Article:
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Encephalitis is inflammation of the brain parenchyma that is usually caused by an infection. The infection can be viral or bacterial in origin, but is most commonly viral.

HSV (herpes simplex virus) is often associated with more severe disease, and if suspected, should be treated urgently with IV aciclovir.


Encephalitis is usually viral in origin. Causative organisms include:

  • Echoviruses
  • Coxsackie
  • Mumps
  • Herpes simplex – This often causes the severest forms of encephalitis (particularly HSV-1) and is thought to reach the brain via the olfactory nerves
  • Adenoviruses
  • Varicella zoster
  • Measles
  • Influenza
  • Arboviruses  – Especially Japanese B arbovirus which is the leading cause of encephalitis in Asia. The West Nile virus, first reported in New York, has spread to Australia, Africa, Asia and parts of Europe. Arboviruses are commonly transmitted via mosquito bites.
  • Cytomegalovirus (CMV)
  • Epstein-Barr virus (EBV)
  • Rabies
  • HIV (during seroconversion)

However, encephalitis can occasionally be due to non-viral causes. Causative organisms include:



An intracranial infection provokes an inflammatory response causing inflammation of the cortex, white matter, basal ganglia and brain stem depending on the causative organism.

Clinical Features

In most cases, the patient will present with a mild self-limiting illness with headache, drowsiness, pyrexia and malaise. More severe signs and symptoms typically occur when there is meningeal or significant parenchymal involvement. This is particularly true with herpes simplex type 1 viral infection:
Meningeal signs:

  • Headache
  • Photophobia
  • Neck stiffness
  • Vomiting
  • Positive Kernig’s sign

Parenchymal signs:

There may also be signs indicative of the underlying cause:

  • Herpes simplex – Cold sores
  • Mumps – Parotid gland swelling
  • Japanese B arbovirus and West Nile virus – Mosquito bites
  • Rabies – Hydrophobia, delusions, hallucinations, anxiety


Differential Diagnosis

  • Diabetic ketoacidosis
  • Hepatic encephalopathy
  • Hypoglycaemia
  • Beri-beri (give thiamine immediately if this is suspected)
  • Drug overdose
  • SLE
  • Hypoxia


  • Viral serology – However, you shouldn’t wait for cause to be known before starting treatment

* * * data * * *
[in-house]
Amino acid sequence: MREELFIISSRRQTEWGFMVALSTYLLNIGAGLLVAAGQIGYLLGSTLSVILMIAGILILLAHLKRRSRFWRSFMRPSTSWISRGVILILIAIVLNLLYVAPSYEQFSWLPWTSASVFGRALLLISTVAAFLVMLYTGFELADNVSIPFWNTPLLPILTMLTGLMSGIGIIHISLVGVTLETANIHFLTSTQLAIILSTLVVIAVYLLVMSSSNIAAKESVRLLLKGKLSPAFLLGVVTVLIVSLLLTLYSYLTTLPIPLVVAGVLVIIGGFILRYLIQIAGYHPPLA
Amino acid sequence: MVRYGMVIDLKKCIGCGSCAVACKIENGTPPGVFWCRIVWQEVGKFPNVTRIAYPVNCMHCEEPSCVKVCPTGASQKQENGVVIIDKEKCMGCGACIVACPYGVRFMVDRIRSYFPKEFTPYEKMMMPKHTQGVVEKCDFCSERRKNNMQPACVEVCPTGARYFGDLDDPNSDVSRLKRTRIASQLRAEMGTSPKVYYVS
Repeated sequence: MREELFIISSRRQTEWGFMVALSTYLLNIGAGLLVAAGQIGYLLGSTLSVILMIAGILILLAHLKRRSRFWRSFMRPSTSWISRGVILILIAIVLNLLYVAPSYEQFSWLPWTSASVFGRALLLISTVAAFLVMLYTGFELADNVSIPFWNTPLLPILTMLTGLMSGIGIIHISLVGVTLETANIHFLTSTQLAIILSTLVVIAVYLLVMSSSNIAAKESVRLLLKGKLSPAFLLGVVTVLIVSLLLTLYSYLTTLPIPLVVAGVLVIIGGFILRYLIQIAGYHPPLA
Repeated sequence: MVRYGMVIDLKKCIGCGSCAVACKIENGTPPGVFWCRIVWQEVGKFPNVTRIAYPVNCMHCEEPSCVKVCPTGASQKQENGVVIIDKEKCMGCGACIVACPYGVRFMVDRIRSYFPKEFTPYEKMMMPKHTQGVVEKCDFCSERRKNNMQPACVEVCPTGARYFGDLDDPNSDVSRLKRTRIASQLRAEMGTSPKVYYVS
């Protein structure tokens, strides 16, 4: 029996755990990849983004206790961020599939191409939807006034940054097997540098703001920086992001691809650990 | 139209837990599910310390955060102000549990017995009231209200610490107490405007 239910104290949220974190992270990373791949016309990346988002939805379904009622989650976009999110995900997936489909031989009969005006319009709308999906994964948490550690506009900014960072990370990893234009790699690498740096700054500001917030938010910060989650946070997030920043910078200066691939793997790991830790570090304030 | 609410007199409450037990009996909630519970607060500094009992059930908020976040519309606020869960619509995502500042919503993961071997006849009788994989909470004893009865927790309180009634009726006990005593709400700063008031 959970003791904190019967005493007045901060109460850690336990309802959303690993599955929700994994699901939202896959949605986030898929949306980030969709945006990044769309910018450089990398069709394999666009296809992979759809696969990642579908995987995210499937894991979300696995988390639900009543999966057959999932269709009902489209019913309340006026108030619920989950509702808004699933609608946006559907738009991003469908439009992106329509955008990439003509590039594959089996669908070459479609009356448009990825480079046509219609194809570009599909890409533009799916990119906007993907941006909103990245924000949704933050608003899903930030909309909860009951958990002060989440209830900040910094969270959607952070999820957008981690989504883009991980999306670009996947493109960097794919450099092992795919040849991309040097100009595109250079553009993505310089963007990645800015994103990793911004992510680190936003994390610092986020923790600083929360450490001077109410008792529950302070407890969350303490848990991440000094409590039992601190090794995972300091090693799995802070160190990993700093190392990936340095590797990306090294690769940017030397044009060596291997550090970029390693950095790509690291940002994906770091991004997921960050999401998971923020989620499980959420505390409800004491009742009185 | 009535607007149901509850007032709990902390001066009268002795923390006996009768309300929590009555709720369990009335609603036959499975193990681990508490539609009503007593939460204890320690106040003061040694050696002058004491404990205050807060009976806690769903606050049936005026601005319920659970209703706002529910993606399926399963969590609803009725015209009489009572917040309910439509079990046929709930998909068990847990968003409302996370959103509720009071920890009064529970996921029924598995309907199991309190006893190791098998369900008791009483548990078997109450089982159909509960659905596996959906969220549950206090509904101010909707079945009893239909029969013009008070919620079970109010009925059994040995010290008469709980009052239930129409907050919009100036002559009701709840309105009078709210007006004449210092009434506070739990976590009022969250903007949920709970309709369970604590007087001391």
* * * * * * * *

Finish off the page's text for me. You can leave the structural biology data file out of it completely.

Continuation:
• Specific viral PCR tests (usually of blood sample, may also be of CSF)
  • Lumbar puncture – Only if imaging has excluded an intracranial mass. CSF analysis will usually show excess lymphocytes. Glucose level will usually be normal but is sometimes reduced. Protein is occasionally elevated. A normal CSF doesn’t exclude encephalitis.
  • CT scan – Will often show cerebral oedema
  • MRI scan – Will show subtle inflammation that is undetectable on the CT scan and is particularly useful in showing characteristic changes in the temporal lobes which occur in HSV-1 infection
  • EEG – May show slow wave changes and periodic complexes. If this is confined to the temporal lobes, a diagnosis of HSV encephalitis is suggested
  • If indicated: IgM toxoplasma titre, malaria film, HIV test, TB skin prick test etc
A large necrotic brain lesion from amoebic encephalitis.
A large necrotic brain lesion from amoebic encephalitis. This is not typical of the appearance of other types of encephalitis. This file is taken from wikimedia commons and is licensed under the Creative Commons Attribution-Share Alike 3.0 Unported license.


  • Admission to a high dependency or intensive care unit may be required, especially in cases involving seizure or altered level of consciousness
  • Immediate IV aciclovir, ongoing for 2-3 weeks if herpes simplex encephalitis is suspected
  • Anticonvulsants if the patient experiences seizures
  • Dexamethasone to treat raised intracranial pressure



Even with optimum treatment, mortality is 10-30%. A significant number of those who survive have long term neurological complications such as cognitive impairment and epilepsy.


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Dr Tom Leach

Dr Tom Leach MBChB DCH EMCert(ACEM) FRACGP currently works as a GP and an Emergency Department CMO in Australia. He is also a Clinical Associate Lecturer at the Australian National University, and is studying for a Masters of Sports Medicine at the University of Queensland. After graduating from his medical degree at the University of Manchester in 2011, Tom completed his Foundation Training at Bolton Royal Hospital, before moving to Australia in 2013. He started almostadoctor whilst a third year medical student in 2009. Read full bio

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